#42 On objective exploitation

Dear Jamie,

I’d already read the Atlantic article of Between the World and Me, and read it again after your suggestion. To be honest I found it baleful and conspiratorial. The end kind of saves it with a Christian-like “we’re all struggling but some more than others”. Though rather than a cosmic evil or an entropic universe his struggle is against a white conspiracy beyond the knowledge and intention of most of those involved. One of the issues with subjective experiences as we’re discussing them is that they can be annihilated when in contact with an opposing one.  At the time I also read Ayaan Hirsi Ali’s response, a more optimistic reading of America despite her subjective plight being obviously more violent and horrible than Coates’.

Two topics have been rolling around in my head since reading your letter. Can subjective experience add up to an objective indictment? And what is the role of exploitation in history?

To the first question I think the answer is no. Subjective experiences may indicate an objective flaw of the regime, but are not true simply because a lot of people believe it. That’s only true if one believes regimes should have the job of giving no-one things to complain about because in that case criticisms are failures. The main issue is that people are so fallible that they can be wrong about what they dislike or what makes them happy. Especially about what makes them happy. When the Tyrant cries “They don’t know what they need” he’s probably right, but the tradgedy is that he’s probably even more wrong about what they need.

I had the dangerous thought the other day that the more objectively better the lives of “those at the bottom”, the more wrong they are about their plight. I don’t think this is true per se, but it seems to be close nugget of truth in there somewhere. Is it a consequence of the definition of objectively better? It’s certainly true that we consider people more wrong about their own plight the better off they are within a society (middle-class students, highly skilled labourers, baby boomers). So if that comparison is possible it must be possible when comparing our “bottom” to cross sections of other societies, which is the same thing as objectively comparing standards of living. That’s the logic anyway, thoughts?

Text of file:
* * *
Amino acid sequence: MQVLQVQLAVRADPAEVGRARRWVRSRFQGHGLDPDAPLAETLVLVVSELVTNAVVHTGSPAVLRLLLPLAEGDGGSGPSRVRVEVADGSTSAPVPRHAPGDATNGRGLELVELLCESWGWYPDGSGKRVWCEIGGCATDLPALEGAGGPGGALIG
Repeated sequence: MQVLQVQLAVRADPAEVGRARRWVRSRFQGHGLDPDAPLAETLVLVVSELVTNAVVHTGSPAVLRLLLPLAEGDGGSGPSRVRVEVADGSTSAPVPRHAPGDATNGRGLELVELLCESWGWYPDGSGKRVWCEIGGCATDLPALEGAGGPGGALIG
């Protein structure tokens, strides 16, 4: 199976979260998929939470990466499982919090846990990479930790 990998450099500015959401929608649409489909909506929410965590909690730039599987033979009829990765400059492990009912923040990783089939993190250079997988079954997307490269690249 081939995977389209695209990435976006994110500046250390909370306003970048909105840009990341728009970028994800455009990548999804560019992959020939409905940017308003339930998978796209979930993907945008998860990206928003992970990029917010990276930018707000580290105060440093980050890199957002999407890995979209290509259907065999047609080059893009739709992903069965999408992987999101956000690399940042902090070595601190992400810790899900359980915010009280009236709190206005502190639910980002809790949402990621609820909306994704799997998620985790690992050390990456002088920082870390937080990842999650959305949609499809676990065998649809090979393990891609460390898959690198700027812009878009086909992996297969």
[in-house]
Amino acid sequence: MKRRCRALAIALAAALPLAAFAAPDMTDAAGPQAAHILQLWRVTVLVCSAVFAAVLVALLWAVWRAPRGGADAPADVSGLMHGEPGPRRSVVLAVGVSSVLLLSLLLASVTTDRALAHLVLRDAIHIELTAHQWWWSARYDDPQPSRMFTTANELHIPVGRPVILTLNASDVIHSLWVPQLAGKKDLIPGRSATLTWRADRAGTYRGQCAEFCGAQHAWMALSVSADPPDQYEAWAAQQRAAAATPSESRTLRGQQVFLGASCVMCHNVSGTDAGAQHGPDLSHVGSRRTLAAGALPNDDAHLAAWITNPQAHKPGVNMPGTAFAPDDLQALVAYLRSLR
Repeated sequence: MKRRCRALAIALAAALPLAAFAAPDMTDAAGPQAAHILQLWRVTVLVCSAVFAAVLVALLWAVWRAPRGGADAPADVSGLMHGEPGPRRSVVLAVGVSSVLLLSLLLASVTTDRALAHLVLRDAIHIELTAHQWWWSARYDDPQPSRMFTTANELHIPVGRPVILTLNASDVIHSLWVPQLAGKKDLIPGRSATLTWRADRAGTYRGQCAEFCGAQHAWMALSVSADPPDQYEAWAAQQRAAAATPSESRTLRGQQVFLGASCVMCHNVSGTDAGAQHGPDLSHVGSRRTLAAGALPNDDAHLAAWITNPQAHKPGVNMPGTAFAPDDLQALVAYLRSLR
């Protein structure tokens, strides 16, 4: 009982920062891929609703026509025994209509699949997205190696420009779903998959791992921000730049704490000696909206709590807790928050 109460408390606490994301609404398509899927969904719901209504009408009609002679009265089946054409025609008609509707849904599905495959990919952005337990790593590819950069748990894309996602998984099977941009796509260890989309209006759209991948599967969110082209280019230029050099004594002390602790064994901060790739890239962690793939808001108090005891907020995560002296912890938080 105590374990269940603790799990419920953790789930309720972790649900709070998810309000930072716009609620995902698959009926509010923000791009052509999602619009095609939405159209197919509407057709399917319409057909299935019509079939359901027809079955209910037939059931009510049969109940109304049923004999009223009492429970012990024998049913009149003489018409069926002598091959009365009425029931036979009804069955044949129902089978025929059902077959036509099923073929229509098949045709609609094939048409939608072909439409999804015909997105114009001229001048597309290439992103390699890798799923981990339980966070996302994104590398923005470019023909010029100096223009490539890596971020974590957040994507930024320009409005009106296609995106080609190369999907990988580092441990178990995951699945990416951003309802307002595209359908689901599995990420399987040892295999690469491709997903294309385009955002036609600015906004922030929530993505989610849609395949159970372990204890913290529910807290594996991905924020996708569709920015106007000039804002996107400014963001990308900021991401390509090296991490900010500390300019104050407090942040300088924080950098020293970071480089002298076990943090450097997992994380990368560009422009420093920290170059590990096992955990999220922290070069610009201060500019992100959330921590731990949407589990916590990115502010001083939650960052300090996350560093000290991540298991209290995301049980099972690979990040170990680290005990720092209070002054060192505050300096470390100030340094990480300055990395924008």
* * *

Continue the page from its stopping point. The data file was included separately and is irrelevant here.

When the left drops “exploitation” many times when talking about power I get a similar reaction to when the right keeps dropping the word “theft”. Most of the time they’re mirages that result from limiting one’s scope in time and space. When I hand over taxes each year, if the only things I considered were me and “the man”, then I’d protest it as pure theft while ignoring the second, third order benefits I accumulate trough infrastructure and protection because I’m incapable of getting past the immediate moral problem of “stealing”. Analogously the left is incapable of getting past the immediate moral problem of “exploitation”, which is clear when you only see workers getting paid less than business owners, but a slight relaxation shows second and third order effects bringing economic benefits to all.

This comparison seems more than an analogy, in one the elite are stealing what you own, in the other they are stealing what you’re entitled to. There are cases of real exploitation and they are naturally morally repugnant to most people as cases of genuine theft. These are rare but tend to be obvious. Theft at one level can be civic cooperation at another, exploitation at one level can be specialisation of labour at another. The danger is not accounting for all scales. The irony is that’s impossible to.


Also published on Medium.